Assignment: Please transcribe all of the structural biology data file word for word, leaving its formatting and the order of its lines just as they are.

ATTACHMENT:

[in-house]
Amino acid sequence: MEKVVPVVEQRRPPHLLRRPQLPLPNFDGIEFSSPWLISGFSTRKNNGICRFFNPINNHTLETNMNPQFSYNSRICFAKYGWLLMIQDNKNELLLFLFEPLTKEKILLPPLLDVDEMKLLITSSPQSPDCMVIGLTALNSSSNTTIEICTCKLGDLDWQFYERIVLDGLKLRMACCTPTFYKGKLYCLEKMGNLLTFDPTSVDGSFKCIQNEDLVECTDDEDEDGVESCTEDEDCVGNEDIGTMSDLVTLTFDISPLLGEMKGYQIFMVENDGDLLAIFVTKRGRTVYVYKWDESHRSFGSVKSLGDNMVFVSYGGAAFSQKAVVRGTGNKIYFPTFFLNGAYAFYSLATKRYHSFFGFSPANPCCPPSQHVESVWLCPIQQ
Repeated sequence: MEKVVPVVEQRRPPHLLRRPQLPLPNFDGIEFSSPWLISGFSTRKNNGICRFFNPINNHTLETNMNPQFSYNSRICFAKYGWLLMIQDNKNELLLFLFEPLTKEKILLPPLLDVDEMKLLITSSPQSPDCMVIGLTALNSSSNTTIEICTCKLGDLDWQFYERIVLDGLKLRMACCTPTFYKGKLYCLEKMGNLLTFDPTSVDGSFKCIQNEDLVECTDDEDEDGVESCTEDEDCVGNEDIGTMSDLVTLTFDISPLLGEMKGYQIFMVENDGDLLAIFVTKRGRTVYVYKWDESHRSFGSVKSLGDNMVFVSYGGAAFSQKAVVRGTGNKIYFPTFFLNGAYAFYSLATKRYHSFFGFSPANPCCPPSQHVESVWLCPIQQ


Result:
[in-house]
Amino acid sequence: MEKVVPVVEQRRPPHLLRRPQLPLPNFDGIEFSSPWLISGFSTRKNNGICRFFNPINNHTLETNMNPQFSYNSRICFAKYGWLLMIQDNKNELLLFLFEPLTKEKILLPPLLDVDEMKLLITSSPQSPDCMVIGLTALNSSSNTTIEICTCKLGDLDWQFYERIVLDGLKLRMACCTPTFYKGKLYCLEKMGNLLTFDPTSVDGSFKCIQNEDLVECTDDEDEDGVESCTEDEDCVGNEDIGTMSDLVTLTFDISPLLGEMKGYQIFMVENDGDLLAIFVTKRGRTVYVYKWDESHRSFGSVKSLGDNMVFVSYGGAAFSQKAVVRGTGNKIYFPTFFLNGAYAFYSLATKRYHSFFGFSPANPCCPPSQHVESVWLCPIQQ
Repeated sequence: MEKVVPVVEQRRPPHLLRRPQLPLPNFDGIEFSSPWLISGFSTRKNNGICRFFNPINNHTLETNMNPQFSYNSRICFAKYGWLLMIQDNKNELLLFLFEPLTKEKILLPPLLDVDEMKLLITSSPQSPDCMVIGLTALNSSSNTTIEICTCKLGDLDWQFYERIVLDGLKLRMACCTPTFYKGKLYCLEKMGNLLTFDPTSVDGSFKCIQNEDLVECTDDEDEDGVESCTEDEDCVGNEDIGTMSDLVTLTFDISPLLGEMKGYQIFMVENDGDLLAIFVTKRGRTVYVYKWDESHRSFGSVKSLGDNMVFVSYGGAAFSQKAVVRGTGNKIYFPTFFLNGAYAFYSLATKRYHSFFGFSPANPCCPPSQHVESVWLCPIQQ